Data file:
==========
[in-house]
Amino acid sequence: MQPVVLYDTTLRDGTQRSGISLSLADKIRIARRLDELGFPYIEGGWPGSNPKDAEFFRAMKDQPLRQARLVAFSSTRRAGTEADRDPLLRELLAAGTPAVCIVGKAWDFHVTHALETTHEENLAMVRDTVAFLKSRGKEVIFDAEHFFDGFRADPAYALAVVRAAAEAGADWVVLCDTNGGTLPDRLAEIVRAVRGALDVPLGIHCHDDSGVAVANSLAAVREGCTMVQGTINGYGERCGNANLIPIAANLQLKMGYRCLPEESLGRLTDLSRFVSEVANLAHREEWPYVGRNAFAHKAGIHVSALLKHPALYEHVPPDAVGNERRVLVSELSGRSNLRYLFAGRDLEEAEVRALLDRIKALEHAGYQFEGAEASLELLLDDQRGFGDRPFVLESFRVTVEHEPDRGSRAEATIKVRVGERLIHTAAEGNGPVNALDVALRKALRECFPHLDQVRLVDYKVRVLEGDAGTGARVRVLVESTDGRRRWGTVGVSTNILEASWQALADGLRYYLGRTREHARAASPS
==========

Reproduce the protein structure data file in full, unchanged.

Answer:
[in-house]
Amino acid sequence: MQPVVLYDTTLRDGTQRSGISLSLADKIRIARRLDELGFPYIEGGWPGSNPKDAEFFRAMKDQPLRQARLVAFSSTRRAGTEADRDPLLRELLAAGTPAVCIVGKAWDFHVTHALETTHEENLAMVRDTVAFLKSRGKEVIFDAEHFFDGFRADPAYALAVVRAAAEAGADWVVLCDTNGGTLPDRLAEIVRAVRGALDVPLGIHCHDDSGVAVANSLAAVREGCTMVQGTINGYGERCGNANLIPIAANLQLKMGYRCLPEESLGRLTDLSRFVSEVANLAHREEWPYVGRNAFAHKAGIHVSALLKHPALYEHVPPDAVGNERRVLVSELSGRSNLRYLFAGRDLEEAEVRALLDRIKALEHAGYQFEGAEASLELLLDDQRGFGDRPFVLESFRVTVEHEPDRGSRAEATIKVRVGERLIHTAAEGNGPVNALDVALRKALRECFPHLDQVRLVDYKVRVLEGDAGTGARVRVLVESTDGRRRWGTVGVSTNILEASWQALADGLRYYLGRTREHARAASPS